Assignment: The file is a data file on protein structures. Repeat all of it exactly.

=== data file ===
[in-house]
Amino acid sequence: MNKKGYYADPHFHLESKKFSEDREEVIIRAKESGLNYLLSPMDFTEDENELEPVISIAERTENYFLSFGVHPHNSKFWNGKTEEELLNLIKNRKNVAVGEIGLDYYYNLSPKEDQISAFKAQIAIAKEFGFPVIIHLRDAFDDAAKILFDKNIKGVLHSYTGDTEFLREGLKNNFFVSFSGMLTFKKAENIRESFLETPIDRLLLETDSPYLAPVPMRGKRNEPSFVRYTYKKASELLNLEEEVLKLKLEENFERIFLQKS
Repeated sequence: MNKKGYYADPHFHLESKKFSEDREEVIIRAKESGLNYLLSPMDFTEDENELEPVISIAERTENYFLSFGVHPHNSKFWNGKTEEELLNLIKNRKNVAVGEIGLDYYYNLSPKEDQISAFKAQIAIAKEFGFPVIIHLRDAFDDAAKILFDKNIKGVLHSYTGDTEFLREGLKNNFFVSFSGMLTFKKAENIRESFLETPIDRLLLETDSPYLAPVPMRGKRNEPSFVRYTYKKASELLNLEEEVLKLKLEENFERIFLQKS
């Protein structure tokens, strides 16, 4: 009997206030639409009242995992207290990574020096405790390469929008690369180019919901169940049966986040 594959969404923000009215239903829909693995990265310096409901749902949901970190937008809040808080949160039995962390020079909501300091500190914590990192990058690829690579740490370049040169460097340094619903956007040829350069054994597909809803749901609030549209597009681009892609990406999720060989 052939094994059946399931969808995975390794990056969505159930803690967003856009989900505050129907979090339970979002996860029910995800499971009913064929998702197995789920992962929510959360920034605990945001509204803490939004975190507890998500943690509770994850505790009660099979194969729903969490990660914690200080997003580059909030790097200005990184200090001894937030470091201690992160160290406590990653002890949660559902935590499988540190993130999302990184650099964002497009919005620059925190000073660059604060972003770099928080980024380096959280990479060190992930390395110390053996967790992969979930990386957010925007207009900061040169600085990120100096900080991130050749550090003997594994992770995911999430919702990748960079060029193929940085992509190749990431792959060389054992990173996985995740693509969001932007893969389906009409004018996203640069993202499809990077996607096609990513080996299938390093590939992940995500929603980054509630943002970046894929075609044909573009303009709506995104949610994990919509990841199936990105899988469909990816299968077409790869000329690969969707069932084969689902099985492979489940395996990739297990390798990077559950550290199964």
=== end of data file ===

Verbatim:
[in-house]
Amino acid sequence: MNKKGYYADPHFHLESKKFSEDREEVIIRAKESGLNYLLSPMDFTEDENELEPVISIAERTENYFLSFGVHPHNSKFWNGKTEEELLNLIKNRKNVAVGEIGLDYYYNLSPKEDQISAFKAQIAIAKEFGFPVIIHLRDAFDDAAKILFDKNIKGVLHSYTGDTEFLREGLKNNFFVSFSGMLTFKKAENIRESFLETPIDRLLLETDSPYLAPVPMRGKRNEPSFVRYTYKKASELLNLEEEVLKLKLEENFERIFLQKS
Repeated sequence: MNKKGYYADPHFHLESKKFSEDREEVIIRAKESGLNYLLSPMDFTEDENELEPVISIAERTENYFLSFGVHPHNSKFWNGKTEEELLNLIKNRKNVAVGEIGLDYYYNLSPKEDQISAFKAQIAIAKEFGFPVIIHLRDAFDDAAKILFDKNIKGVLHSYTGDTEFLREGLKNNFFVSFSGMLTFKKAENIRESFLETPIDRLLLETDSPYLAPVPMRGKRNEPSFVRYTYKKASELLNLEEEVLKLKLEENFERIFLQKS
């Protein structure tokens, strides 16, 4: 009997206030639409009242995992207290990574020096405790390469929008690369180019919901169940049966986040 594959969404923000009215239903829909693995990265310096409901749902949901970190937008809040808080949160039995962390020079909501300091500190914590990192990058690829690579740490370049040169460097340094619903956007040829350069054994597909809803749901609030549209597009681009892609990406999720060989 052939094994059946399931969808995975390794990056969505159930803690967003856009989900505050129907979090339970979002996860029910995800499971009913064929998702197995789920992962929510959360920034605990945001509204803490939004975190507890998500943690509770994850505790009660099979194969729903969490990660914690200080997003580059909030790097200005990184200090001894937030470091201690992160160290406590990653002890949660559902935590499988540190993130999302990184650099964002497009919005620059925190000073660059604060972003770099928080980024380096959280990479060190992930390395110390053996967790992969979930990386957010925007207009900061040169600085990120100096900080991130050749550090003997594994992770995911999430919702990748960079060029193929940085992509190749990431792959060389054992990173996985995740693509969001932007893969389906009409004018996203640069993202499809990077996607096609990513080996299938390093590939992940995500929603980054509630943002970046894929075609044909573009303009709506995104949610994990919509990841199936990105899988469909990816299968077409790869000329690969969707069932084969689902099985492979489940395996990739297990390798990077559950550290199964």